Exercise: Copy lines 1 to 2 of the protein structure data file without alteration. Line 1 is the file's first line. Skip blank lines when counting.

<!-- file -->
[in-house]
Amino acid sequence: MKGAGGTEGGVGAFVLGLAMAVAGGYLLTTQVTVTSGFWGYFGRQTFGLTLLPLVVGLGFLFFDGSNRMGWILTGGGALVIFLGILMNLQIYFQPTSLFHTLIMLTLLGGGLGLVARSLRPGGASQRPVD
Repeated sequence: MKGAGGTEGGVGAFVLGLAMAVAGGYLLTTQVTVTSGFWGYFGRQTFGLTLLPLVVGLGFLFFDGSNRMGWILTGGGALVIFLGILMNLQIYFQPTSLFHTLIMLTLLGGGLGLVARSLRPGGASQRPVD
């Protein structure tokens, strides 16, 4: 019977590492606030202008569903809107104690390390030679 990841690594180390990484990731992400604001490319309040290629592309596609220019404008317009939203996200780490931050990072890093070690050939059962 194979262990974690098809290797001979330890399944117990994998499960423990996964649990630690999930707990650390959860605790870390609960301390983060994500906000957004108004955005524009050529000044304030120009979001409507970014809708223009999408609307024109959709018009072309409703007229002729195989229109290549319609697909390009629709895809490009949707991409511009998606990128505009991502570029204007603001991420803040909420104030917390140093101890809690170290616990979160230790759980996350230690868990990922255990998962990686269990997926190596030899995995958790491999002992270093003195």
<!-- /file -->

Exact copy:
[in-house]
Amino acid sequence: MKGAGGTEGGVGAFVLGLAMAVAGGYLLTTQVTVTSGFWGYFGRQTFGLTLLPLVVGLGFLFFDGSNRMGWILTGGGALVIFLGILMNLQIYFQPTSLFHTLIMLTLLGGGLGLVARSLRPGGASQRPVD